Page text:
Manifestations of research and the knowledge discovery process are changing as omics are being made part of nursing science. Nursing scientists, nurses, patients, and the community at large are collaborating across all phases of research and translation of research findings. Laboratory-based investigations of basic science questions in nursing are becoming more familiar. Research questions are becoming more truly person-centered (idiographic). Sequential, multiple assignment, randomized trials (SMART), multiphase optimization strategies (MOST), and person-focused designs yet to be invented are revealing protocols for adaptive dosing of treatments for optimal results for individuals or small groups of individuals who share similar characteristics. Technology is enabling new methods of data capture and analysis to make sense of data on a large scale. Uptake of omics perspectives will (should) prompt renewed introspection about the meaning of holism and directions for the development of nursing theory that incorporates health-related phenomena across scales of being and over time. The cost involved in making change in these directions is worthwhile for the benefits they augur: individually optimized interventions for prevention of deleterious health conditions and treatment of health problems.


To ensure that individuals, families, communities, and populations benefit from nursing care informed by advances in omics, the next generation of practicing nurses and nursing scientists will need firm schooling in the foundations of these related sciences and their intersections with our discipline (Calzone et al., 2010; Genomic Nursing State of the Science Advisory Panel et al., 2013). The groundswell of appreciation for the close links between the omics sciences and nursing is prompting intense discussion (Conley & Daack-Hirsch, 2016) about how best to approach integrating omics into nursing science training programs-from prerequisites to course work to faculty and institutional expertise and resources to structures for dissertation committees-to ensure that graduates are well prepared to ask important and relevant questions and launch successful competitive research careers that create new knowledge for practice (Conley et al., 2015; Henly et al., 2015).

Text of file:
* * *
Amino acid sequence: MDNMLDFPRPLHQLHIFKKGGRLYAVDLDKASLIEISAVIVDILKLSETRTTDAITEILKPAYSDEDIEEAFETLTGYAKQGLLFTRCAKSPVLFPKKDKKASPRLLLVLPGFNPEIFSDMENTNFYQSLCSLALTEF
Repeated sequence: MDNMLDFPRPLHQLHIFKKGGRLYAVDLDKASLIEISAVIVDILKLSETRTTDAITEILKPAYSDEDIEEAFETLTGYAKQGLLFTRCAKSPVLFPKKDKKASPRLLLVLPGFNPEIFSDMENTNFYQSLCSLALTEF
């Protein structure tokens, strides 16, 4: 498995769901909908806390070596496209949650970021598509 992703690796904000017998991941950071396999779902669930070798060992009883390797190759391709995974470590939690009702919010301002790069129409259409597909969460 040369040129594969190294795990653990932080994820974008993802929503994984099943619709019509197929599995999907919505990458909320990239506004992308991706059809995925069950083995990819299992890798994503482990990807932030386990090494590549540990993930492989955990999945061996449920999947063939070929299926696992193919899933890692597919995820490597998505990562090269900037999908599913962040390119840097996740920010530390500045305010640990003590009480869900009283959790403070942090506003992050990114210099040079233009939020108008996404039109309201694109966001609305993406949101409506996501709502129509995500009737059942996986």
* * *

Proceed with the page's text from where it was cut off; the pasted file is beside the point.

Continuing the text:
Nurses first documented their value for personalization of care and belief in its effectiveness by writing nursing care plans based on individual assessment (Henderson, 1973; McCloskey, 1975). Today, in the omics environment, this tradition can be enriched by gaining deeper understanding of the origins of individual differences across the domain of health and illness phenomena and their implications for person-focused nursing interventions for optimizing health and preventing and treating illness.




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Henly S. J., McCarthy D. O., Wyman J. F., Stone P. W., Redeker N. S., McCarthy A. M., [horizontal ellipsis] Conley Y. P. ( 2015). Integrating emerging areas of nursing science into PhD programs. Nursing Outlook, 63, 408-416. doi: 10.1016/j.outlook.2015.04.010 [Context Link]


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Reed D. R., & Knaapila A. ( 2010). Genetics of taste and smell: Poisons and pleasures. Progress in Molecular Biology and Translational Science, 94, 213-240. doi: 10.1016/S1877-1173(10)94008-8. [Context Link]